CLINTON--The sign at Clinton Town Beach says "swim at your own risk," and the reason is more complex than just the lack of lifeguards on duty.
"We're looking specifically at bacterial levels at beaches," said Curt Johnson, who works with Save the Sound.
He wants you to know how dirty the water at your favorite beach may be, and there's a website to make the search very easy. Sound Health Explorer shows the level of bacteria at all the beaches along the Long Island Sound, both on the Connecticut and New York sides.
"What it shows is a dot for every beach on the Sound – over 200 of them – over 100 in Connecticut," said Johnson. "If you have a D or an F, you're at a beach that has failed 18-23 percent, which means a quarter of the time people are swimming in unhealthy water."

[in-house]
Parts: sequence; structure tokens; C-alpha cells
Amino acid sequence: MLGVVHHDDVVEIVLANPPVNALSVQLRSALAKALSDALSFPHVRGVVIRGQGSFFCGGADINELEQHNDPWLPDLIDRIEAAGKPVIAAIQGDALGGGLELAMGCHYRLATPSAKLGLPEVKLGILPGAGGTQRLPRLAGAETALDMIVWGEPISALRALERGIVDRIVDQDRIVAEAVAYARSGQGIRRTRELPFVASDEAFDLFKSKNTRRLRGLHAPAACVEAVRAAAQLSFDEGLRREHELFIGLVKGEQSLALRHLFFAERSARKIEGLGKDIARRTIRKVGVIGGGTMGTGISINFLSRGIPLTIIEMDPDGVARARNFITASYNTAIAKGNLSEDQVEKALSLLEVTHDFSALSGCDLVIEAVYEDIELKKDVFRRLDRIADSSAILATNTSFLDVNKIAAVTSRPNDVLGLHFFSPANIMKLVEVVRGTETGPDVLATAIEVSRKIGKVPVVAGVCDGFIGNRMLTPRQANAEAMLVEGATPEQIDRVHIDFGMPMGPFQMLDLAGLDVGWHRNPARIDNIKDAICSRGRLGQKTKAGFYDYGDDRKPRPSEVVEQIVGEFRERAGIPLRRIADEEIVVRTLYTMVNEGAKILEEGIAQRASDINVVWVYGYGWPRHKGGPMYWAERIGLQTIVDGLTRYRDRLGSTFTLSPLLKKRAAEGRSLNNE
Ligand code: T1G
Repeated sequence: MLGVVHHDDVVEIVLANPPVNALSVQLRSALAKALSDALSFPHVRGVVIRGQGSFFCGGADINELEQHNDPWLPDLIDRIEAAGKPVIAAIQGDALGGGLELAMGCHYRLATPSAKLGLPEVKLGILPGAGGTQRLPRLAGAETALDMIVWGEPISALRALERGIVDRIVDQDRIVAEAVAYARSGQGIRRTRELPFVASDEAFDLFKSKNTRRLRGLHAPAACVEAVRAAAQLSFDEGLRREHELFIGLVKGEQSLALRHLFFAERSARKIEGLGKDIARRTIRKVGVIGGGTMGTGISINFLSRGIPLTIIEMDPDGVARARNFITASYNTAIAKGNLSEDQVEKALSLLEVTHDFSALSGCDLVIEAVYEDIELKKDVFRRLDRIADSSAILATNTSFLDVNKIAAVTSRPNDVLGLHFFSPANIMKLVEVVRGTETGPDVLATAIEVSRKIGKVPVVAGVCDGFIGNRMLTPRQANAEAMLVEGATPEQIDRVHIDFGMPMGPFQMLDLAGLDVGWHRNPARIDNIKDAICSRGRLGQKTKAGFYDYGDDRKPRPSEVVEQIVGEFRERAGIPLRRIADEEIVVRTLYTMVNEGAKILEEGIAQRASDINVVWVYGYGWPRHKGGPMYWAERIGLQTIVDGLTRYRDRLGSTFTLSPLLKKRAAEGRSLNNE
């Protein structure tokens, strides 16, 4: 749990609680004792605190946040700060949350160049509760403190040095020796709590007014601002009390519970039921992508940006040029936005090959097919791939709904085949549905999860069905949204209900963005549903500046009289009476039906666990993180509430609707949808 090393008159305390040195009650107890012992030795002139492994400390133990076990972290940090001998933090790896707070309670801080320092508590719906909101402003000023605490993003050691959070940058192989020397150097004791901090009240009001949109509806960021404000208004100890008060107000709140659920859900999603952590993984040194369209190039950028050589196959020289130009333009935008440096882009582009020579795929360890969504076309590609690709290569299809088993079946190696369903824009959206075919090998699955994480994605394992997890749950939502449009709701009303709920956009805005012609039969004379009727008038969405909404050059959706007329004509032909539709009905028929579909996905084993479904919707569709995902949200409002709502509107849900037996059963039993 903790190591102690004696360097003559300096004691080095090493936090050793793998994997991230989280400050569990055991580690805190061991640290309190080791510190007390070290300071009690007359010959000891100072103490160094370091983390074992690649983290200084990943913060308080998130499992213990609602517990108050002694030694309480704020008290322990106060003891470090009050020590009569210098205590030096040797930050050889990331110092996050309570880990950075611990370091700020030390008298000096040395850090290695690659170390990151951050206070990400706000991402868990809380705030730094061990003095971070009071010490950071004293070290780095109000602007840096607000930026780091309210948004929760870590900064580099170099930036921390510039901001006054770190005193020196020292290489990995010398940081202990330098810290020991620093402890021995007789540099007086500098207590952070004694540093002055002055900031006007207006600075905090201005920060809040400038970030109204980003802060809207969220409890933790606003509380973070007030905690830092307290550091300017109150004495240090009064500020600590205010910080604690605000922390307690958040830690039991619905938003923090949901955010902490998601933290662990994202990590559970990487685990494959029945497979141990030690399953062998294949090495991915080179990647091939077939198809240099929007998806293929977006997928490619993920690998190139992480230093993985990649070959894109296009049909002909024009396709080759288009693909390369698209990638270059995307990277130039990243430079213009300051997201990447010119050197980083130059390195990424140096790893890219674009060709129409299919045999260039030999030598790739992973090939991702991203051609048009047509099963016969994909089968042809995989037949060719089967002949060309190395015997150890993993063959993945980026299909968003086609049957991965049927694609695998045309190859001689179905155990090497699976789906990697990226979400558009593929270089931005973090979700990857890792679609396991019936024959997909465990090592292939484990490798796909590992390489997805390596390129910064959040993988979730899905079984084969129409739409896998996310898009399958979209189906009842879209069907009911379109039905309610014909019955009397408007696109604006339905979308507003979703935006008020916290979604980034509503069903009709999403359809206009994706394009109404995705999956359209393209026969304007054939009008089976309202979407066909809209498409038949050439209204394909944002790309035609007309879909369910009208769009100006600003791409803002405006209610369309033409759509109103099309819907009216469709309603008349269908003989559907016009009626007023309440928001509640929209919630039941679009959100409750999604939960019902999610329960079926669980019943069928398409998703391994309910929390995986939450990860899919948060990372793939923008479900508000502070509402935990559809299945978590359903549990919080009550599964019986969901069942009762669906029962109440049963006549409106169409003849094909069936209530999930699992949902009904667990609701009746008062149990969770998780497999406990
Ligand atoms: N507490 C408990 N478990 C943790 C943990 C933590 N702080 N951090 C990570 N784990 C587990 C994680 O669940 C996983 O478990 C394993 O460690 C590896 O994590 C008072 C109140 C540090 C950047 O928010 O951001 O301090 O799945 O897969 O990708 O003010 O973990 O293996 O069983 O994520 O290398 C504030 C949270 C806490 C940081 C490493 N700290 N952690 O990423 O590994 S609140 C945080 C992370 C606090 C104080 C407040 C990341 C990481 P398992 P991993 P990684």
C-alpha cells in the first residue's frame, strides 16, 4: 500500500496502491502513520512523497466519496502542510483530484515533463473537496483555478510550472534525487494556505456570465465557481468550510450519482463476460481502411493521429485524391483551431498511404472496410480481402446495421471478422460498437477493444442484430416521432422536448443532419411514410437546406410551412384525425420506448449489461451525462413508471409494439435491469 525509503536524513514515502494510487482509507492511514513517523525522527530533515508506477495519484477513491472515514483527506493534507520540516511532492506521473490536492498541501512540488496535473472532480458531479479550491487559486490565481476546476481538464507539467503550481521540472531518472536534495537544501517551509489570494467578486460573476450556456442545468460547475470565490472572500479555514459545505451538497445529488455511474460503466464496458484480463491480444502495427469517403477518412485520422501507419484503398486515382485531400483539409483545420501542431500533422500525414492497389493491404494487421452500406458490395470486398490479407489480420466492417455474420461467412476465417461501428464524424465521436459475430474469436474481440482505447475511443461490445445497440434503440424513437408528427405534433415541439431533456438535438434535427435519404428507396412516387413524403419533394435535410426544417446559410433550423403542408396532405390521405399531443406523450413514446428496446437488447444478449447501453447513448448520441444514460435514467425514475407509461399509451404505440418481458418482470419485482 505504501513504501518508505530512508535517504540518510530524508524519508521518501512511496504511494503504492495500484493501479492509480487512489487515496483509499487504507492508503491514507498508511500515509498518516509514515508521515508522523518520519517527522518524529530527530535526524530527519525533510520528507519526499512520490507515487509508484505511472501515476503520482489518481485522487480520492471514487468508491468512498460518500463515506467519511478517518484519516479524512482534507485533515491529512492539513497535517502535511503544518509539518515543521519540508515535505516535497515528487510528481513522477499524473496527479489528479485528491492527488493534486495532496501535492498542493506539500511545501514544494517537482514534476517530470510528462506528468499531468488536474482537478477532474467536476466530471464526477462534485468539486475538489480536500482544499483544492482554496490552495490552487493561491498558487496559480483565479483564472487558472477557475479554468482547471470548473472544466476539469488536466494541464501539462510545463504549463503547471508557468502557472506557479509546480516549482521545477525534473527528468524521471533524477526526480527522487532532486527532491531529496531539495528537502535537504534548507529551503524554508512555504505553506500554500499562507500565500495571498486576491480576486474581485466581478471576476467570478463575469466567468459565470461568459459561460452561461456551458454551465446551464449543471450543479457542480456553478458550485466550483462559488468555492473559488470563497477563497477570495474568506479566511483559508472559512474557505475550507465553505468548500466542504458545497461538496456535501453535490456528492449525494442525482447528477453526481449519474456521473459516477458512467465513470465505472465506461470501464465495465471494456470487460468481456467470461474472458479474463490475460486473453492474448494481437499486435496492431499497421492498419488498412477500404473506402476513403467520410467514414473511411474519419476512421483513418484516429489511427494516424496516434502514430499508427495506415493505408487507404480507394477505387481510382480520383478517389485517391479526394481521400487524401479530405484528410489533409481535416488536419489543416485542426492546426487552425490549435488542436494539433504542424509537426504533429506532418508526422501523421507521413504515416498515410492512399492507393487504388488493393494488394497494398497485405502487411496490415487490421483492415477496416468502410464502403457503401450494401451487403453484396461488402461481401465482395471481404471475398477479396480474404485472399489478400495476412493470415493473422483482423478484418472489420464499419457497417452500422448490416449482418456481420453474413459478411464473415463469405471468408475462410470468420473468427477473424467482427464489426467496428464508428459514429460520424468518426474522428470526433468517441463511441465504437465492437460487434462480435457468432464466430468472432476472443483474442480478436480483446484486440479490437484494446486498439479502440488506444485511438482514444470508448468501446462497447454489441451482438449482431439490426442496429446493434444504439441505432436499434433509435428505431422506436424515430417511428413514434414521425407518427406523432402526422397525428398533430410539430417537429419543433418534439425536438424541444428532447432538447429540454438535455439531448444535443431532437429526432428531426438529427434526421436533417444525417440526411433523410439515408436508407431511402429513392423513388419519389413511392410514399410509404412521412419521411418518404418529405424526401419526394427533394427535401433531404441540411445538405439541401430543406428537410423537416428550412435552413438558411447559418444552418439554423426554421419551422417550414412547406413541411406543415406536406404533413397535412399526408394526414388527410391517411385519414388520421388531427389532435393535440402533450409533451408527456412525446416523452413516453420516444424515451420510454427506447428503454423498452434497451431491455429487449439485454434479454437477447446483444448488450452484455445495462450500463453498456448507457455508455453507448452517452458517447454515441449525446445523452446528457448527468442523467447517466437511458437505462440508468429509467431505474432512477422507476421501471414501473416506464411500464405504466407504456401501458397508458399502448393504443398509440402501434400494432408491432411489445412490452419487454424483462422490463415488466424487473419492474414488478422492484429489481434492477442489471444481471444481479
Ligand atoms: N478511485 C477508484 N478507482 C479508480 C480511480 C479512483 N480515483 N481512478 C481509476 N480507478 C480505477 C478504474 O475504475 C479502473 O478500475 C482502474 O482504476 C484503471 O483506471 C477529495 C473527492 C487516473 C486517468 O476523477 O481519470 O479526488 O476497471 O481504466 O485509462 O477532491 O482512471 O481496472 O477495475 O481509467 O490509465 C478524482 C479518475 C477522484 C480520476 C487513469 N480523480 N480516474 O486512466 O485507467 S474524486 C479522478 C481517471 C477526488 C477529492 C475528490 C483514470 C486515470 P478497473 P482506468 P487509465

So what does the website say for local Connecticut beaches? Well some of them got great grades, such as Hamonnasset Beach State Park, which received a perfect "A" for its low levels of bacteria. However, just up the road in Clinton, the beach was not nearly a clean: Clinton Town Beach got just a "C," meaning 16 percent of the tests done at the beach over the past five years resulted in higher-than-passable levels of bacteria.
The bacteria comes from failing septic systems, cracked sewer pipes, runoff from rain water and even animals.
Johnson says the website isn’t out to scare people. He simply wants to start a conversation between residents and their town planners, with a goal of more green dots and less bacteria on the shores.
According to Johnson, "We're starting the conversations with Branford, Westbrook, and we’re saying to them, 'let's get your information together, and let's find out where the problem is.'"